Richard Epstein responds to the recent controversy over sharp increases in the price of EpiPens and explains the economic dynamics underpinning the larger debate about prescription drug costs.

India, Intellectual Property, and Innovation


Article72Our conversation about Martin Shkreli and Indian pharmaceuticals reminded me that I’ve been having a mental debate with myself for a while. Where better to air my confusion than Ricochet?

As I argued, the case for importing generic medications from India is open-and-shut. I strongly suspect our failure to permit this is more owed to pharma-company rent-seeking and protectionism than to concern for public safety. American consumers are discerning enough to make their own decisions about whether they trust drugs from overseas. If we allowed them to come into the country, rigorous and trustworthy private mechanisms for inspecting overseas drug manufacturing facilities would quickly emerge, just as they have for awarding Michelin stars to restaurants around the world.

But I’m confused about the ideal regulatory regime for medication under patent, and indeed, for intellectual property generally. It’s a challenging problem if you think markets allocate scarce resources more efficiently than central planners do. The legitimate fight between the US and Indian pharma — “legitimate,” in the sense of, “I’m not sure who’s right” — is a case in point.

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Thursday’s news cycle blessed us with a prime illustration of a particularly tasty flavor of media bias: A left-leaning commentator spread misinformation without consequences, while, elsewhere, someone with an opposing view was being pilloried. The topic in question was the Redskins nickname, a subject about which I’ve written at length.  As most of you know, a […]

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The “Blurred Lines” Trial as Redistribution of Wealth


The “Ick” Factor

Since I do Los Angeles radio show on entertainment law, I’ve been asked by a few news outlets to voice my opinion on the copyright infringement case pitting the Marvin Gaye Estate against Pharrell Williams and Robin Thicke. But who cares about my opinion when we have Richard Epstein and John Yoo? I was thrilled when I heard Troy Senik introduce the topic on the most recent episode of Ricochet’s Law Talk podcast, but who got it right? Richard seems to be close to the age of the jurors in the case. This is the generation of “all this music sounds the same.” (Full disclosure: I’m close to joining that generation myself). John expressed the view that jurors shouldn’t even be allowed to decide these cases.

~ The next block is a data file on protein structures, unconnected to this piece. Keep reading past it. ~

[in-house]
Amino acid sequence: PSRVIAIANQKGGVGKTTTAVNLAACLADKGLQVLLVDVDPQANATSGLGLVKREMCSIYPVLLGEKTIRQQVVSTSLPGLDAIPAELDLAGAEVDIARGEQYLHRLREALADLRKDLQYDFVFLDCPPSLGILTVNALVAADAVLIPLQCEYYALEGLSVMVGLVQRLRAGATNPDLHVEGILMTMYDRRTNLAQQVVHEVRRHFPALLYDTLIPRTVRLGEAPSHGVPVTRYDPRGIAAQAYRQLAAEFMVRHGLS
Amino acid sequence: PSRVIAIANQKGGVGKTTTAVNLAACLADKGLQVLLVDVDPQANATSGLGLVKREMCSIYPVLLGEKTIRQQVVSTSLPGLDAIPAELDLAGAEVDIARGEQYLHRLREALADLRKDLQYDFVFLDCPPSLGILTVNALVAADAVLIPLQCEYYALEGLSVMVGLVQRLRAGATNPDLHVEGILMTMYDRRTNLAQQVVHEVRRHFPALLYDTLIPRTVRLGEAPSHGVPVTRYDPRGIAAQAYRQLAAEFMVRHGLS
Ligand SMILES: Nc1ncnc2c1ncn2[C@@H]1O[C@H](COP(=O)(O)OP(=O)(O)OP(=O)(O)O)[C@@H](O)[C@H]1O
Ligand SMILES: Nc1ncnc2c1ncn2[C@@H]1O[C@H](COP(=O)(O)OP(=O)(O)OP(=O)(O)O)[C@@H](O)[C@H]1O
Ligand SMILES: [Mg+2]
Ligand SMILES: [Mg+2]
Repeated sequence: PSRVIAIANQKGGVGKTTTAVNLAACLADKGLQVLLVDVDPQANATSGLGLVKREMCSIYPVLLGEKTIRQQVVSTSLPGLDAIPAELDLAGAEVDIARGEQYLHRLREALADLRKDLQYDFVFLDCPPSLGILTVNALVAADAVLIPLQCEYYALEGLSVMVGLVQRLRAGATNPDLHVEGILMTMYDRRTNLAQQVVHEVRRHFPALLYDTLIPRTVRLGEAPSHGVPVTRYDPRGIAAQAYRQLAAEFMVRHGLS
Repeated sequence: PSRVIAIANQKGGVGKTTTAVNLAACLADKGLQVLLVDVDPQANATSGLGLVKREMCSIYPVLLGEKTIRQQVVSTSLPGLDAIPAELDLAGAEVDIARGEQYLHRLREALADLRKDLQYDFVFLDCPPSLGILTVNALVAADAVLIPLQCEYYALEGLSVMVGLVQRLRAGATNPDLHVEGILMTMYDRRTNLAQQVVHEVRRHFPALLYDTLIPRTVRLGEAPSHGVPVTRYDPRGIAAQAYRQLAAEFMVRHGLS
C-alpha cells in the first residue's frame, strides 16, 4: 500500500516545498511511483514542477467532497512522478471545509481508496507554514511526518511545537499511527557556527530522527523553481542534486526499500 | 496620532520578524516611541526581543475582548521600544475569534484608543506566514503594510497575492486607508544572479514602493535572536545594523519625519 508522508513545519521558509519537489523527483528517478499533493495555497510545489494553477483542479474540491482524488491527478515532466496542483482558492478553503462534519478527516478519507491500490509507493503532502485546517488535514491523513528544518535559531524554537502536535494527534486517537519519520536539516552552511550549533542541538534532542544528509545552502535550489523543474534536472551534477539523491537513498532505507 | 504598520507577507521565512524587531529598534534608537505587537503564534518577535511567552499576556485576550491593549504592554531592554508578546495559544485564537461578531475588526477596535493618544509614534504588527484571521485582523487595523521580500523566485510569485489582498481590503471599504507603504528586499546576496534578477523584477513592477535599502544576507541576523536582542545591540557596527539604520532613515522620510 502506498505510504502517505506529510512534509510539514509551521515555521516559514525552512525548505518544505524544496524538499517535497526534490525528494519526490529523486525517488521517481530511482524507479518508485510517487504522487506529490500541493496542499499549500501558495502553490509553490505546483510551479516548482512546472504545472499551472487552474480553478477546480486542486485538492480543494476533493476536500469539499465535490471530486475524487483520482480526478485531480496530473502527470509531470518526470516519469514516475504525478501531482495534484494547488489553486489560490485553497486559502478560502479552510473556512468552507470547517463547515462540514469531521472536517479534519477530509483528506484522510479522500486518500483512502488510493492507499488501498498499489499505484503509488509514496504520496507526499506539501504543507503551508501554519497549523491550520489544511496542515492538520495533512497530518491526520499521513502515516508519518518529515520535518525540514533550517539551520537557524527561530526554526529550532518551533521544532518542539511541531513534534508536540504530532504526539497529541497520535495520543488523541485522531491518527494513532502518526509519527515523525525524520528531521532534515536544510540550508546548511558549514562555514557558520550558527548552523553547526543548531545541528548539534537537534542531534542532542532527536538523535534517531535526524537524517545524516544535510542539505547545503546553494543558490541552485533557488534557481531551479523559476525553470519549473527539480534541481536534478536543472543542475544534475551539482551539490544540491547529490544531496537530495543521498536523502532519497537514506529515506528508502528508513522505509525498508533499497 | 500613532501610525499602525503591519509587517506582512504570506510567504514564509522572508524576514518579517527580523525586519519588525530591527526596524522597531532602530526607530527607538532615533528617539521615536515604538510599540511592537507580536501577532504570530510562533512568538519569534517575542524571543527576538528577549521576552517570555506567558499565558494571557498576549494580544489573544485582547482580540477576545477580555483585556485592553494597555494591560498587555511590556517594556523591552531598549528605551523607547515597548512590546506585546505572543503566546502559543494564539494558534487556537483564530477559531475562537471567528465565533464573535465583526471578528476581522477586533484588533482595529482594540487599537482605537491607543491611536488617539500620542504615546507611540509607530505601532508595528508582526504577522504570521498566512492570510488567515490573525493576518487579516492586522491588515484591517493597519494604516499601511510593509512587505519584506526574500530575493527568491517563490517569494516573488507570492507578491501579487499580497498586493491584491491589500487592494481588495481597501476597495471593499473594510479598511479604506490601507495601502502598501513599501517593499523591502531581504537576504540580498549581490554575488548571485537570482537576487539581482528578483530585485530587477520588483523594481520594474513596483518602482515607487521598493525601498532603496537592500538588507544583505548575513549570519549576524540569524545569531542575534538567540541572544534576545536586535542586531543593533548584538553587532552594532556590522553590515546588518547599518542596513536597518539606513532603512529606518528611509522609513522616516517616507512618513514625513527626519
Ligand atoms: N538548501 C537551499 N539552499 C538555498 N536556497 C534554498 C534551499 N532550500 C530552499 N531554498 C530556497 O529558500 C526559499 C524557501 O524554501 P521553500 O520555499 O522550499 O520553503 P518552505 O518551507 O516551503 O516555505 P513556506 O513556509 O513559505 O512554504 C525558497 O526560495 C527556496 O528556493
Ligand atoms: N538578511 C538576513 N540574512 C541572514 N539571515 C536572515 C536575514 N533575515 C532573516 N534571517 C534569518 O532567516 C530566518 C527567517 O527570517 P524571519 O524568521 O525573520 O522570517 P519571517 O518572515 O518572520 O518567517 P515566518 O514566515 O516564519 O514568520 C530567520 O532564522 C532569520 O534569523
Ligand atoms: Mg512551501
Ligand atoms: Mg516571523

Should an Artist’s Wishes be Honored Posthumously?


Unknown When I heard that Harper Lee planned to publish a second novel, I got to thinking about whether or not artists should have a say in what happens to their unpublished works after they die. Harper Lee is still with us, of course, but how “with us” she may be is a matter of some dispute: she suffered a stoke in 2007, and has not been the same since.

I first pondered this question years ago when I read that Frédéric Chopin had requested on his deathbed that his unpublished manuscripts be burned. His mother and his sisters ultimately declined to honor this request, and went on to publish 23 of his piano works. Among them is one of his most famous compositions, the Fantasie-Impromptu in C-sharp minor.

My instinct is to honor the artist’s wishes. While the Fantasie-Impomptu certainly seems like a fully realized work, only the composer can know if a work is actually complete. Another good example is Mahler’s 10th Symphony, which he was composing when he died in 1911. With the exception of the Adagio — which was almost certainly completed by the composer — conductors like Leonard Bernstein, Bruno Walter, and Claudio Abbado refused to perform what was left of the work. Mahler was a meticulous composer, often making adjustments to his symphonies long after their premier. For this reason, it is a fairly safe assumption that he would not have wanted any part of the 10th Symphony to be performed. The same applies to “Blumine,” the movement Mahler dropped after the premier of his First symphony.

What’s the Proper Conservative Position on Copyright Duration?


Newspaper_advert_copyright_patent_and_trade_mark-318x330Who should conservatives side with in the battle between those who favor extended governmental protection for copyrights as the promotion of private property vs. those who believe that too much protection hurts consumers? Steven Tapp makes a strong argument in National Review that we should favor the former:

From the words and deeds of the Founders to the rulings of the Rehnquist and Roberts Courts, it is clear that the American free-market system is designed to promote private-property rights, including copyright, as the best engine of economic growth and freedom of expression.The public domain has its place as a venerable and valuable aspect of copyright law and reasonable people can and do disagree about the best way to write copyright law. But proposals to slash the duration of copyright to expand “public property” simply aren’t conservative.

Tapp is writing in response to a recent proposal by Derek Khanna, self-professed spokesman for conservatives on copyright issues:

Supreme Court Should Avoid Overhaul of Patent Protections


In the newest installment of my column for the Hoover Institution’s Defining Ideas, I look at Alice Corporation vs. CLS Bank International, a case that went before the Supreme Court for oral argument yesterday.

The case turns on the question of whether a computing method used in electronic funds transfers is patentable, a query ripe for a clear answer, given that a 10-judge panel on the Federal Circuit produced seven different opinions on the matter. Critics such as Professor Robin Feldman and the New York Times editorial board have argued that the practice is too abstract to deserve intellectual property protection. I have a different take, as I note in the piece: